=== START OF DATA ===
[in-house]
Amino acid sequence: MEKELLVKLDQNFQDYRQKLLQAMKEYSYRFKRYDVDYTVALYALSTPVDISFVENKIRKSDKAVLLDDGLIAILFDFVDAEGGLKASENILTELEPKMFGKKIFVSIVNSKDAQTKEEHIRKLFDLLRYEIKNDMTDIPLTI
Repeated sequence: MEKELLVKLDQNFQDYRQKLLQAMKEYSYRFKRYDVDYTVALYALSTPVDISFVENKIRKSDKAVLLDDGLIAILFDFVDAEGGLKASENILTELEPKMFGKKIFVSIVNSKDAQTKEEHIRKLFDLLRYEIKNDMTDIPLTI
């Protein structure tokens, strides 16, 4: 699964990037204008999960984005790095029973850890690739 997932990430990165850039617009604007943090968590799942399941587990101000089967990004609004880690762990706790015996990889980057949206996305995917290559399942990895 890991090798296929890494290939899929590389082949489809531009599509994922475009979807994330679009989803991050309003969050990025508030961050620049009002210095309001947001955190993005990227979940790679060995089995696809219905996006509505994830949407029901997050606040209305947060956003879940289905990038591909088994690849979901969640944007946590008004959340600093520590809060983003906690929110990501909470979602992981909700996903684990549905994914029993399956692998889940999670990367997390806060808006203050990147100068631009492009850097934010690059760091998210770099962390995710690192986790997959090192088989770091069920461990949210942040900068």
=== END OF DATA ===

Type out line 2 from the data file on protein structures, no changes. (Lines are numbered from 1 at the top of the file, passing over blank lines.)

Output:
Amino acid sequence: MEKELLVKLDQNFQDYRQKLLQAMKEYSYRFKRYDVDYTVALYALSTPVDISFVENKIRKSDKAVLLDDGLIAILFDFVDAEGGLKASENILTELEPKMFGKKIFVSIVNSKDAQTKEEHIRKLFDLLRYEIKNDMTDIPLTI